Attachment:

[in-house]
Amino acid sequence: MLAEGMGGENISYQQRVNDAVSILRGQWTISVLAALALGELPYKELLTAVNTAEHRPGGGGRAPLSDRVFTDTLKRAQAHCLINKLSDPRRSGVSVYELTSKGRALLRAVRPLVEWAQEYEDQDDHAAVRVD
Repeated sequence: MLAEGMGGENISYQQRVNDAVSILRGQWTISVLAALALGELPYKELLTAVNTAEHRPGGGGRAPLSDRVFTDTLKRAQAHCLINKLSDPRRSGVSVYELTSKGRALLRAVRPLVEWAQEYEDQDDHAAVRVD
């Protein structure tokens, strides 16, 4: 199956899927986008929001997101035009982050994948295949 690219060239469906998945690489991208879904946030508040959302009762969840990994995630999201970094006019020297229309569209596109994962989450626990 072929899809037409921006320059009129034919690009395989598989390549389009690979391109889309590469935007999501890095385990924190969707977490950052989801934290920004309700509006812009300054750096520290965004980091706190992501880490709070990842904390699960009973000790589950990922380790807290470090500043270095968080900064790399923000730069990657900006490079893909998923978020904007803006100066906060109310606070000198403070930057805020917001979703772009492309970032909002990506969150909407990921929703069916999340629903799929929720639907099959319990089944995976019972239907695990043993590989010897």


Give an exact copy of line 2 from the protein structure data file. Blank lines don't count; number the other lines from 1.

Amino acid sequence: MLAEGMGGENISYQQRVNDAVSILRGQWTISVLAALALGELPYKELLTAVNTAEHRPGGGGRAPLSDRVFTDTLKRAQAHCLINKLSDPRRSGVSVYELTSKGRALLRAVRPLVEWAQEYEDQDDHAAVRVD